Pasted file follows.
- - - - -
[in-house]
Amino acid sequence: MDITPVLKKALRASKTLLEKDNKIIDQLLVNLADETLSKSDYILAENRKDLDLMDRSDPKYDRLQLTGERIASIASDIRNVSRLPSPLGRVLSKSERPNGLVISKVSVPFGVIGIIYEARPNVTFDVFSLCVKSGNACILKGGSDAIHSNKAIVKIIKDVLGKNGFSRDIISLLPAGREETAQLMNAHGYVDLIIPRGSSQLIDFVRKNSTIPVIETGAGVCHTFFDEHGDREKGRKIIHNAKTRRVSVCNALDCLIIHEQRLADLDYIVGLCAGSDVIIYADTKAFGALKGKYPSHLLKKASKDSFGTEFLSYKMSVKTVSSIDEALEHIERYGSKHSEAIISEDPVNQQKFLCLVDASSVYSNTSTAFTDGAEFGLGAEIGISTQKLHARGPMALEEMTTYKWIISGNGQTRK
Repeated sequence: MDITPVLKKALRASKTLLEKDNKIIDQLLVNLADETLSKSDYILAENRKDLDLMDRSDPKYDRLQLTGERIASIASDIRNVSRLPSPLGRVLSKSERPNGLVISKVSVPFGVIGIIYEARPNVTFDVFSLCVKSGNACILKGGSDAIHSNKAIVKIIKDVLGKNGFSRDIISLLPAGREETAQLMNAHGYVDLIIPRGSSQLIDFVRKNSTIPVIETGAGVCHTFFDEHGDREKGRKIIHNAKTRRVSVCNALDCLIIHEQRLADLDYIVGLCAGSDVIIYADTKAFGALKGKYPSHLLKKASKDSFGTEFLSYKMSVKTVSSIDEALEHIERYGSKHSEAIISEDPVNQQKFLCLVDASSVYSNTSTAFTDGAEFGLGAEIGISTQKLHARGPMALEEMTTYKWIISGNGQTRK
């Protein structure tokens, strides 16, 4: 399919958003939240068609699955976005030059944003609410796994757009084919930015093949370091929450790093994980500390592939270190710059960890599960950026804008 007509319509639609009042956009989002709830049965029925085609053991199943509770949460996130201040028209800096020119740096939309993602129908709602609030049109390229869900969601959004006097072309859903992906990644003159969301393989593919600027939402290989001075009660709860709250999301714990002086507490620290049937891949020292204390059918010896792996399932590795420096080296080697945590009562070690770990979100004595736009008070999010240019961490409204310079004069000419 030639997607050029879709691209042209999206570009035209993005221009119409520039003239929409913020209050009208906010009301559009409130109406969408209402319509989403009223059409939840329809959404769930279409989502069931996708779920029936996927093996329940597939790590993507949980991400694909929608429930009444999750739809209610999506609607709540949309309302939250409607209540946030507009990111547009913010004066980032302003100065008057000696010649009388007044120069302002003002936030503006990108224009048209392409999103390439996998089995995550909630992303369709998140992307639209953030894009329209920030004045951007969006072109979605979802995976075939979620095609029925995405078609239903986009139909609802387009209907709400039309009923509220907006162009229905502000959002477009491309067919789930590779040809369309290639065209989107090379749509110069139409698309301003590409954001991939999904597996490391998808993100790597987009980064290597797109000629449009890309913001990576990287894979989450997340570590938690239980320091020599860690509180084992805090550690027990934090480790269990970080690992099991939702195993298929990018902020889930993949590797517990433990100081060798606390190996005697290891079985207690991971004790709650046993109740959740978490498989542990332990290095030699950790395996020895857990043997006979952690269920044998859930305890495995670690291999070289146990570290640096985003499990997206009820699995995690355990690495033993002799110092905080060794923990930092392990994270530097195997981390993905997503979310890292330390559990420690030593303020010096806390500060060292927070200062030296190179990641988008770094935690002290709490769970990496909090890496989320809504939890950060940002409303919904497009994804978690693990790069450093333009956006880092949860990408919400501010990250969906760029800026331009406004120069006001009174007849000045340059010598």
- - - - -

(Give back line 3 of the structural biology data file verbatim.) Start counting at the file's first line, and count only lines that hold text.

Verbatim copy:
Repeated sequence: MDITPVLKKALRASKTLLEKDNKIIDQLLVNLADETLSKSDYILAENRKDLDLMDRSDPKYDRLQLTGERIASIASDIRNVSRLPSPLGRVLSKSERPNGLVISKVSVPFGVIGIIYEARPNVTFDVFSLCVKSGNACILKGGSDAIHSNKAIVKIIKDVLGKNGFSRDIISLLPAGREETAQLMNAHGYVDLIIPRGSSQLIDFVRKNSTIPVIETGAGVCHTFFDEHGDREKGRKIIHNAKTRRVSVCNALDCLIIHEQRLADLDYIVGLCAGSDVIIYADTKAFGALKGKYPSHLLKKASKDSFGTEFLSYKMSVKTVSSIDEALEHIERYGSKHSEAIISEDPVNQQKFLCLVDASSVYSNTSTAFTDGAEFGLGAEIGISTQKLHARGPMALEEMTTYKWIISGNGQTRK